While Extinction Rebellion campaigners gathered outside Shell, their famed Red Rebel Brigade took a different approach to the demonstration.
Dressed head to foot in red with their faces painted white, the group stopped shoppers in their tracks as they moved silently through Aberdeen city centre.
Their crimson costumes – signifying the “common blood” between humans and animals – and dramatic poses stood out all the more against the grey sky as they made their way from Aberdeen Railway Station, through the Trinity Centre and along Union Street to the Bon Accord Centre.
The group is mostly made up of activists from Forres.
Leader Mark said: “We came to Aberdeen today because it’s the oil capital of Europe and we think it’s really important that we raise awareness of Scotland to transition away from the fossil fuel industry.
“The Scottish Government plans to extract 20 billion barrels of oil from the North Sea but to stay within our climate target we can only extract 5 billion.
“We’ve tried all the ways that have been suggested to make people listen and none of that has worked so far.”
And Mark Richards, who travelled with the Forres members at 5.30am, said: “We’re here to make a statement, and that certainly seems to have been effective.
“This is the only Scottish group of the red brigade and it is really effective to have an actual group of north-east people highlight the situation in Aberdeen.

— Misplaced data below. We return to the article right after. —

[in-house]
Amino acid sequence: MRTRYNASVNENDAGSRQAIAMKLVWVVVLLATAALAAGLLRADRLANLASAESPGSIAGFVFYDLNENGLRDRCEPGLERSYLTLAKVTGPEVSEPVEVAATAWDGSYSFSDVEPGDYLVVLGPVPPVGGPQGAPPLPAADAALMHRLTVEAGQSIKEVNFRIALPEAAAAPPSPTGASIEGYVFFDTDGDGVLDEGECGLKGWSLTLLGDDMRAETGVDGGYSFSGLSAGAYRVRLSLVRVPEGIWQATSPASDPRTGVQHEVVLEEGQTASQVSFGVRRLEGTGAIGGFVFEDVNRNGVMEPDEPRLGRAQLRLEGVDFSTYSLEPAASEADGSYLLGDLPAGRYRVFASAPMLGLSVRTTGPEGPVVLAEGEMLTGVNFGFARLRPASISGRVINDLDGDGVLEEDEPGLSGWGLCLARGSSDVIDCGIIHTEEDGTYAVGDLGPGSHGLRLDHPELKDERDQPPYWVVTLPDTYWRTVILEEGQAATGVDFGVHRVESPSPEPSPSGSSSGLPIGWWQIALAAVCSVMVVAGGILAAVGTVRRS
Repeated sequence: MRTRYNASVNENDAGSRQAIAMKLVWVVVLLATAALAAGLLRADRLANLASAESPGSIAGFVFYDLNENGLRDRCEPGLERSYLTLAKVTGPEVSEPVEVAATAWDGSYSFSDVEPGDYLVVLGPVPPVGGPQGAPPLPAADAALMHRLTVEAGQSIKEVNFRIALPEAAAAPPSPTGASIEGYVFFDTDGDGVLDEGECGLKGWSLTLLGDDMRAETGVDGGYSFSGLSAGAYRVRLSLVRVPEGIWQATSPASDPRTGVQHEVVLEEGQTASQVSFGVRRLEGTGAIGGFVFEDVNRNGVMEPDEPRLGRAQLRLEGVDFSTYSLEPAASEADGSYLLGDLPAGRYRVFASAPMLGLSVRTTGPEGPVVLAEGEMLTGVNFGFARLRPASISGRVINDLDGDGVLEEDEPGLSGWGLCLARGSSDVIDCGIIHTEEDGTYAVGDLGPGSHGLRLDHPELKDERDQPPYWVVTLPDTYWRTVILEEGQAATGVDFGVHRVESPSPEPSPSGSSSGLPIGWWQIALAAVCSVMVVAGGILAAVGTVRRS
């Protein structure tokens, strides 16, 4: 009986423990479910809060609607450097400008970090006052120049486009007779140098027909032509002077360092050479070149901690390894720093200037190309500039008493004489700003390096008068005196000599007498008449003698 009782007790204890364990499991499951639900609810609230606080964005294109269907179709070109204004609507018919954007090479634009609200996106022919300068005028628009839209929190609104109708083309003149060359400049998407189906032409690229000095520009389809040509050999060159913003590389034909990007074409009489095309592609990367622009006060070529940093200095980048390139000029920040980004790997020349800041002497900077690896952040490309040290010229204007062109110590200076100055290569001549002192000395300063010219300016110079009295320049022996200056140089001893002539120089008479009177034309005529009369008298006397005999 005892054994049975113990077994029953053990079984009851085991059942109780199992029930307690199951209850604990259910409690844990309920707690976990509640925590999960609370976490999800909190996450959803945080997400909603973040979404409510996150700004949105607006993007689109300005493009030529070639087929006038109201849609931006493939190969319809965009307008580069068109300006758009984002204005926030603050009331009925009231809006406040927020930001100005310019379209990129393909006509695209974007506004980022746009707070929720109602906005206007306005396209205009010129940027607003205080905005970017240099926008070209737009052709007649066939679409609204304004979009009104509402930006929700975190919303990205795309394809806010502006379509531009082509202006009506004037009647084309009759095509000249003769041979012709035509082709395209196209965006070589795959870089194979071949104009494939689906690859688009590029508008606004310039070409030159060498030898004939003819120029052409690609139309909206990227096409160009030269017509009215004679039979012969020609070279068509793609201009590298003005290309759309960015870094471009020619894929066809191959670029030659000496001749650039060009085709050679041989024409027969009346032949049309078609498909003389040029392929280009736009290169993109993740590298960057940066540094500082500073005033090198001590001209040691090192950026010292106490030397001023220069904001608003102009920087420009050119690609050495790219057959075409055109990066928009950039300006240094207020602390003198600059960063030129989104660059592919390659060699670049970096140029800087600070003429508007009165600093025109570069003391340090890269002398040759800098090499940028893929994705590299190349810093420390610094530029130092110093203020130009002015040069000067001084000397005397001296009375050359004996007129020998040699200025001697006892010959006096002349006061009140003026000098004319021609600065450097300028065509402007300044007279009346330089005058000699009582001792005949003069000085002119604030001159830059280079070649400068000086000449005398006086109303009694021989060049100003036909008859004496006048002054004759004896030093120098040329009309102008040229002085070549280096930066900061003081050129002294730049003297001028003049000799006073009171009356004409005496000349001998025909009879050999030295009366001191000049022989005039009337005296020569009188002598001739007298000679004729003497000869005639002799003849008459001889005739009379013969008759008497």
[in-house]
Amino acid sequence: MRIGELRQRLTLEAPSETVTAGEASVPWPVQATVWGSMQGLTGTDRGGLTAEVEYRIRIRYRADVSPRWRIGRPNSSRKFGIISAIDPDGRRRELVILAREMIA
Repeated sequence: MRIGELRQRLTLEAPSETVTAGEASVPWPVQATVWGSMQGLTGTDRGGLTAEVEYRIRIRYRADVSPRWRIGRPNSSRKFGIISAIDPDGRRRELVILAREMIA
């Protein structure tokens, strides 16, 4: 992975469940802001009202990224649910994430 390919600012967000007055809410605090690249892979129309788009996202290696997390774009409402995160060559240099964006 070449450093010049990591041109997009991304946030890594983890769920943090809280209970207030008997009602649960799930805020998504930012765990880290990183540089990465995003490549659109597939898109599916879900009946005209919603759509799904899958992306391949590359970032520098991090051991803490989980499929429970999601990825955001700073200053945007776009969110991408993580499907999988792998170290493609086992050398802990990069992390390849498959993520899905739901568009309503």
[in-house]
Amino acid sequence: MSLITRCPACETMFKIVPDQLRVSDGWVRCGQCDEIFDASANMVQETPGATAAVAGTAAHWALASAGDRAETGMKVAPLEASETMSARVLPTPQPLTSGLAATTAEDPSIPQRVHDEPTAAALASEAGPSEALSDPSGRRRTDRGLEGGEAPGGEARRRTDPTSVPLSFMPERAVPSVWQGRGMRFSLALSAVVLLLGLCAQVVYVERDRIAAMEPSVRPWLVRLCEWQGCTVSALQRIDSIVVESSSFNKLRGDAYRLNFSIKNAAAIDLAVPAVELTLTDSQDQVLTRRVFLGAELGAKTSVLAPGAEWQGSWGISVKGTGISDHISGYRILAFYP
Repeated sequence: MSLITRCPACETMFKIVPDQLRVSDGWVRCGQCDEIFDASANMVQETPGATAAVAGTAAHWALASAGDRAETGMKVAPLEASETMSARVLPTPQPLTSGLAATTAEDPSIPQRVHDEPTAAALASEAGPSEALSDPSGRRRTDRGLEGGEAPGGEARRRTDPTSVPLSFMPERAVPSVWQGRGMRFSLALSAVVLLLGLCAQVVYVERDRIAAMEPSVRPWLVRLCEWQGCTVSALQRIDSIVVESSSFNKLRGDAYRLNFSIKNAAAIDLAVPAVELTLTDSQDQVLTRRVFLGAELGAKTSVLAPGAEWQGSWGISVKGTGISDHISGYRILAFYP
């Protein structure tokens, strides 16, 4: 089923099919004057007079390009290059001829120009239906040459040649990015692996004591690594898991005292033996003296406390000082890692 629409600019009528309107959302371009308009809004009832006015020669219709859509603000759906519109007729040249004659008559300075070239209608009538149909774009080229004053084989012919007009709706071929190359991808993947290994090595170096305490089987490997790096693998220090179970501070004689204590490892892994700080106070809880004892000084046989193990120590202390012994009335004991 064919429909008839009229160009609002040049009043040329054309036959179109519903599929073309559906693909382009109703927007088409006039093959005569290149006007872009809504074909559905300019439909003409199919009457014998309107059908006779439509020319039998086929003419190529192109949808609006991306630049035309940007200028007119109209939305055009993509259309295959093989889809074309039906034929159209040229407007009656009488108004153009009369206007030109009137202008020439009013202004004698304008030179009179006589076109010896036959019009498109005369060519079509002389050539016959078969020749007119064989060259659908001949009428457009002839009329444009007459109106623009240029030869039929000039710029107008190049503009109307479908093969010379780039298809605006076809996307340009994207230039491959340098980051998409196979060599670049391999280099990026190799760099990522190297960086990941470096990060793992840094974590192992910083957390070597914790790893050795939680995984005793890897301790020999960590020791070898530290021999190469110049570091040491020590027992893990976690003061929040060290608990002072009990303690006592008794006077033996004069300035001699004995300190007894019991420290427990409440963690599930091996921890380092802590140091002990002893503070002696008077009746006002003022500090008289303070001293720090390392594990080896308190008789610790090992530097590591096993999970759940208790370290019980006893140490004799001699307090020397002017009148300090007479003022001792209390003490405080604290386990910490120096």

“We’ve had a few fingers and some angry car horns but for the most part people are just curious to find out.
“This has been nonviolent and peaceful. We aren’t causing a stir – we just want people to take notice of the biggest issue facing us today.”
Before taking part in the demonstration, volunteers had donated food – handed out by Shell earlier in the day – to a local homeless shelter.
During the march volunteers handed out leaflets entitled “Burn in Shell” which claimed that Scotland’s fossil fuel industry was “holding our economy ransom”.
Campaigners added that Shell were “failing in their most basic duty to preserve human life.”
Marco, an Extinction Rebellion activist who had travelled from Edinburgh to join the march said: “The amount of pollution Shell causes is unimaginable.
“I don’t feel guilty about disrupting their day, I feel terrified that their daily activities will disrupt my future.
“I’m terrified about whether I have a future on this planet. The science is clear.”
Hundreds stopped as the red brigade made their way through the city.
One member of the public asked a police liaison officer why they “protecting” the protesters, to which he replied: “We’re not protecting them”.
Aberdeen resident Gary Lovie said: “I saw it on the news and I’ve just finished work so I stopped to watch. It was quite impressive.
“I understand what they’re on about, but I don’t agree with the way they’ve went about it.”
Wilma Smith added: “It certainly is striking and I empathise with what they are doing.
“This should be more of an issue in Aberdeen.”
The group, guided by security staff, ended their protest outside Aberdeen City Council’s headquarters at Marischal College at about 3pm before heading to “safe house” until their return to Forres.